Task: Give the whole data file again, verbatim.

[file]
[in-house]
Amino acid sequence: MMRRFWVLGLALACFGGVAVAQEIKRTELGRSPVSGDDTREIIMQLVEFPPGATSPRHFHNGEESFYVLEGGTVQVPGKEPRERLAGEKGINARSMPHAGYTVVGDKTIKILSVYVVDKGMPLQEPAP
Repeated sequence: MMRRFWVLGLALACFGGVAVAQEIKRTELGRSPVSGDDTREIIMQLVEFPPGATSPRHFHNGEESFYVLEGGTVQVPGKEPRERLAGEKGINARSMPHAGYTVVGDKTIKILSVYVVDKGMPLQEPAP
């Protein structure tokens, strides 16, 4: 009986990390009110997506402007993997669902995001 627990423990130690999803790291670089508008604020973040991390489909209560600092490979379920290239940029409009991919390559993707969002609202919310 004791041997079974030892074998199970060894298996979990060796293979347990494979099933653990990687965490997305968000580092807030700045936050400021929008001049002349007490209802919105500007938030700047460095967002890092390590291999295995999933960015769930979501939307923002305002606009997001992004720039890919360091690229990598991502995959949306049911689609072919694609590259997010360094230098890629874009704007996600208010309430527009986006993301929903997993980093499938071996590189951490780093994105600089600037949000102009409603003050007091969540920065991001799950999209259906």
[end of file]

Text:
[in-house]
Amino acid sequence: MMRRFWVLGLALACFGGVAVAQEIKRTELGRSPVSGDDTREIIMQLVEFPPGATSPRHFHNGEESFYVLEGGTVQVPGKEPRERLAGEKGINARSMPHAGYTVVGDKTIKILSVYVVDKGMPLQEPAP
Repeated sequence: MMRRFWVLGLALACFGGVAVAQEIKRTELGRSPVSGDDTREIIMQLVEFPPGATSPRHFHNGEESFYVLEGGTVQVPGKEPRERLAGEKGINARSMPHAGYTVVGDKTIKILSVYVVDKGMPLQEPAP
């Protein structure tokens, strides 16, 4: 009986990390009110997506402007993997669902995001 627990423990130690999803790291670089508008604020973040991390489909209560600092490979379920290239940029409009991919390559993707969002609202919310 004791041997079974030892074998199970060894298996979990060796293979347990494979099933653990990687965490997305968000580092807030700045936050400021929008001049002349007490209802919105500007938030700047460095967002890092390590291999295995999933960015769930979501939307923002305002606009997001992004720039890919360091690229990598991502995959949306049911689609072919694609590259997010360094230098890629874009704007996600208010309430527009986006993301929903997993980093499938071996590189951490780093994105600089600037949000102009409603003050007091969540920065991001799950999209259906």